Kua ngaro a Flit te Tirairaka me Keri te Kiwi i te pouriuri o te Wao o Tane. Ka maumahara a Flit ki te kahui whetu i kitea ra e ia i runga ake o tana kohanga, ka whakarite mahere ai e hoki pai ai raua ki te kohanga.
A heart-warming story about problem-solving with a Matariki theme.
Na Kat Quin i tuhi
Na Pania Papa i whakamaori
Since the twins are now at a kura kaupapa, where the main teaching medium is Te Reo, they are well on the path to becoming fully bilingual. Their younger brother and sister attend the attached kohanga reo, so they too are fast catching up. Children are so lucky these days to have access to quality publications in Te Reo which have kid appeal and are just the right length. Caregivers score too because children these days often have more language skills than the older generation, and it is important that the older family members are catered for. That is the advantage that many books, including this one, offer: a comprehensive word list at the end so that an elusive word can be checked before the reading starts.
With Matariki being topical right now, the children were happy to see that the latest in the Ko Flit te Tirairaka series offers a story on this theme. They loved the picture of Ruru Matau on the front cover; Mr Two asked if he could cuddle Ruru, but his sisters assured him that, although Ruru was old and wise, he was not necessarily cuddly. Mr Two put his fingers on the fluffy area on Ruru's tummy to see if he could stroke it but that did not work!
Because the children live in the country, they have lots of clear, starry nights. It is always dark at this time of year long before their bedtime so they are able to go outside and do some star spotting. After reading the book for the first time, they were keen to go into the yard and see if they could identify the kahui o Matariki themselves. They were also hoping to hear a ruru calling to them, but that is unpredictable! There are plenty of birds where they live, and a number of trees where they can roost; there are also many pukeko and other native birds including, of course, tirairaka. But many of these birds are diurnal so will not be around when the stars are out.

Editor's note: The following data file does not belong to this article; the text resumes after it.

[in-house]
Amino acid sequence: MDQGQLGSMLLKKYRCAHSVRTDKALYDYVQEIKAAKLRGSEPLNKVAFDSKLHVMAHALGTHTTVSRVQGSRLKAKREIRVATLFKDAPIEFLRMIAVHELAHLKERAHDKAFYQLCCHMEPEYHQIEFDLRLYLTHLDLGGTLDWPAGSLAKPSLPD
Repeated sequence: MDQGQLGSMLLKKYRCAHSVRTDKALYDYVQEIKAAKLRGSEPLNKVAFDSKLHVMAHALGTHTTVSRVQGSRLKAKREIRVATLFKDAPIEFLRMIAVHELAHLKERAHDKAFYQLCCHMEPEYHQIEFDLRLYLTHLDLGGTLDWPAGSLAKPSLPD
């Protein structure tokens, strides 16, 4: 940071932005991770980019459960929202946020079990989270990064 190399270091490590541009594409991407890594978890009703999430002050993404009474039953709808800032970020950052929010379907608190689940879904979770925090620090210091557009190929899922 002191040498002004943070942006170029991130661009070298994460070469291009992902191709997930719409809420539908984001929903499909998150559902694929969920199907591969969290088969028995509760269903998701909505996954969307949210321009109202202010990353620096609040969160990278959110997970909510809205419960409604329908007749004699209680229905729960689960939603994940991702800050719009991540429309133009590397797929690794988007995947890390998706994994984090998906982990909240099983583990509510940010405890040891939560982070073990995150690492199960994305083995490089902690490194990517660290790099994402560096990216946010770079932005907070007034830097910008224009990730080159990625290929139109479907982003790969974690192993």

The children were delighted by the illustrations; they are already familiar with the other books in the series, and this one reaches the same high standards of artwork. They counted along with Flit and admired his initiative in making a map out of a leaf - something they plan to try too even though, as Miss Four said, they would have to make the holes without using beaks! Their favourite page was at the end of the book when Flit was planning his next adventure: they all joined in with a resounding "Ai-aue!". There followed a discussion, led by the twins, as to whether Flit could hope to succeed. They decided he would not.
Pania Papa's translation is written in simple Maori, making it just as accessible to little ones as Kat Quin's original English version. The girls were easily able to follow the story; Mr Two was not sure in places but with the help of the pictures he was able to follow it. He still does not quite grasp what Matariki means, but he understood that the birds were lost and their leaf helped them to get home with the assistance of the stars. He also knows about getting lost as his home is on a big section in the country and he has disappeared a couple of times behind a bush or under a tree. He was most relieved when Flit and Keri were safely back home.
Altogether, this is a lovely book for preschoolers and a bonus for those who are in a total immersion environment. There are many suitable books written in English, but it is rewarding to find a book of this calibre in Te Reo. We all look forward to reading Flit's next adventure.
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